PASADENA — The Board of Directors, after some last minute financial tinkering and over the objections of some of its members, on Tuesday approved the ambitious $50.5-million Marengo block development project.
The board's 6-0 vote, with Director Jess Hughston abstaining, followed two years of negotiations between the city and the Santa Monica-based Janss Corp., and it clears the way for Janss to secure financing to buy the property.
Director Rick Cole said the project will be a "showcase for downtown Pasadena that will spur quality projects in the years ahead."
Yet, Cole and others voiced concerns about the $6-million cost of rehabilitating the city's aged police headquarters building into low-income senior housing.
"This is one of the first projects I've had to vote on where I don't feel comfortable completely with the proposal," Director Chris Holden said. "I will support it reluctantly and very cautiously in terms of what I see the overall project doing in terms of the civic center area."
Hughston abstained because he said $6 million is too much to spend to overhaul the police building.
Cole, who shared Hughston's concern, called the senior housing segment of the project the "least worst" of the developer's choices for the building.
But, he added, "We needn't be gloomy about the project. In fact, I think we should be positive. We're adding 1,000 residents to downtown who will help anchor (developments in) Old Pasadena and will add to the safety and livability of downtown in future years."
The Janss Corp. began designing the development more than two years ago.
The project will be built on a triangular-shaped, four-acre parcel bounded by Holly and Walnut streets, Marengo Avenue and the Santa Fe Railway tracks next to Memorial Park.
The city-owned parcel is to be sold in 1991 to Janss for $4 million in cash and a $2.9-million note payable to the city over 22 years. Janss will construct 350 residential units in nine separate buildings above a two-level underground parking structure and will build 9,000 square feet of retail space. In addition, the company will demolish the north wing of the four-story police building and rehabilitate the rest of the structure to make 44 senior apartments.
Remaining untouched by the project will be the American Legion building, the Brookmore Apartments and the Turner & Stevens building that houses the Holly Street Bar and Grill; the Fire Department headquarters, fire station and emergency operations center will be relocated.
Construction is scheduled to begin in June, 1991, with completion expected in three or four years.
Objections to the project's financial arrangements surfaced late last year from members of the Endowment Advisory Commission. They objected to the $1.3 million in city housing money that will be used to help the developer meet the costs of revamping the police building. They said the city lacked sufficient collateral on the $2.9-million loan. And they also noted that the historic, 60-year-old police building could be demolished--instead of refurbished--if Janss fails to secure financing for the building.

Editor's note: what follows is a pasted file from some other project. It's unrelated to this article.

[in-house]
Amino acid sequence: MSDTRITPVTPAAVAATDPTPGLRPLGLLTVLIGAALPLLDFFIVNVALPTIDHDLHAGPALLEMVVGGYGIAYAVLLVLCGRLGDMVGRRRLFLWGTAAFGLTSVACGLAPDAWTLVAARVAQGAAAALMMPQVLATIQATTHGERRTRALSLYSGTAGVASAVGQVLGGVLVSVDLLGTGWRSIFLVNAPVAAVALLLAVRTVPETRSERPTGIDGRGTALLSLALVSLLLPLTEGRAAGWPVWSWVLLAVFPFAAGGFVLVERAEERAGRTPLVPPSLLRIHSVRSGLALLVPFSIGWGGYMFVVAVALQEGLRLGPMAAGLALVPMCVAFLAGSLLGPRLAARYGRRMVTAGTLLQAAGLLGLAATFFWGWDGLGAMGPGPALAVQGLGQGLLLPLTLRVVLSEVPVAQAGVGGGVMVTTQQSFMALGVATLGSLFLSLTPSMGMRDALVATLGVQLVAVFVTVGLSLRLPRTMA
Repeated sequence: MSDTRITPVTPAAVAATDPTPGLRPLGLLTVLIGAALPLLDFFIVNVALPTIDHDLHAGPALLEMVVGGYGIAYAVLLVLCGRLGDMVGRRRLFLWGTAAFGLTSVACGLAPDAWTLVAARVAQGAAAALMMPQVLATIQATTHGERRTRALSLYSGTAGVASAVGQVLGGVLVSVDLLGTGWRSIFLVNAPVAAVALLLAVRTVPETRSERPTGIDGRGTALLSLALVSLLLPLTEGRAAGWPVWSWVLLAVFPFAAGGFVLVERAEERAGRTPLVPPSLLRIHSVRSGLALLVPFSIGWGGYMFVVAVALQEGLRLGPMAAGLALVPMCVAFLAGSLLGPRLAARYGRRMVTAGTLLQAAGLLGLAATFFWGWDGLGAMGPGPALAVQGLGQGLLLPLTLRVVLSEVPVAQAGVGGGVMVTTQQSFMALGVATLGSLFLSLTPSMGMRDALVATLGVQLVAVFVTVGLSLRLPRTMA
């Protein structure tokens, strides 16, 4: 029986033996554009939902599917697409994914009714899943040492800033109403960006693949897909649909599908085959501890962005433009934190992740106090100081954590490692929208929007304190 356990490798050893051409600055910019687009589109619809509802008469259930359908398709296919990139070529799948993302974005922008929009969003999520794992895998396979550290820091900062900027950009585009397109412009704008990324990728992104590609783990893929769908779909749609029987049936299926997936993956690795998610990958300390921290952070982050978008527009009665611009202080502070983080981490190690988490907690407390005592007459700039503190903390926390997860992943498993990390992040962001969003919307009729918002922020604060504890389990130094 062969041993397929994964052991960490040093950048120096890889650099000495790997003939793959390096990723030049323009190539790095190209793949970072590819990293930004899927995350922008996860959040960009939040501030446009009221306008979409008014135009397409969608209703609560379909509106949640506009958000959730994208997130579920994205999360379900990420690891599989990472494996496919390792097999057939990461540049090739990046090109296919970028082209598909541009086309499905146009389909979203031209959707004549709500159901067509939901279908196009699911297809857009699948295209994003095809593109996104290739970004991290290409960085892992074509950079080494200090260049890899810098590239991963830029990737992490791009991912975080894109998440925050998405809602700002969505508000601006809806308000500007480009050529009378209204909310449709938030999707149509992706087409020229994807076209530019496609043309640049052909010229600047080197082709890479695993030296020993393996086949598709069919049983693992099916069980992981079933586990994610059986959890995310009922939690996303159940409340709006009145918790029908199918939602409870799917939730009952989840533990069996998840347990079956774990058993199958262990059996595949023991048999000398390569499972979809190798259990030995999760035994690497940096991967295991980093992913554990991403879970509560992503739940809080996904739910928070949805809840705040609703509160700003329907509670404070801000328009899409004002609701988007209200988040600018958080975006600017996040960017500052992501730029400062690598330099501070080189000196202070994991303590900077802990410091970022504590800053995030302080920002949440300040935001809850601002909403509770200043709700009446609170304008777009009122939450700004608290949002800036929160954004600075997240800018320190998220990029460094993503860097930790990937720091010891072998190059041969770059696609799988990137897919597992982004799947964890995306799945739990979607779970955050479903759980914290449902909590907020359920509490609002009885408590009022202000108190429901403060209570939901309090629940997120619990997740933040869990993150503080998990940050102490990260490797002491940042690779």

In addition, commission members said that Janss may not be able to deliver on a promise to set aside 20% of the 350 new residential units for low- and moderate-income residents. Construction would depend on whether Janss could obtain financing from tax-exempt multifamily bonds.
The commission continued voicing its objections during final deliberations last week. The board then asked commission members to review the project with representatives of the developer and with city planning staff members.
The negotiations did not allay commission members' concerns about the expense of the senior citizen housing construction. But the commission managed to negotiate an increase in security guarantees to the city on its $2.9-million loan. Developer Bill Janss agreed to supply a $500,000 deposit and a personal guarantee against the loan.
Max Nardoni, the project manager for Janss, also assured the board Tuesday that financing for the police building appeared certain. He added that the corporation may receive up to $500,000 in historic building tax credits that could reduce the city's contribution to the police building project to $800,000.
"The refinements made seem to protect the city's interests quite well," said private financial analyst Bill Straw, who was called in last week to help improve the agreement. "Is this a good deal? We'll all know in 20 years."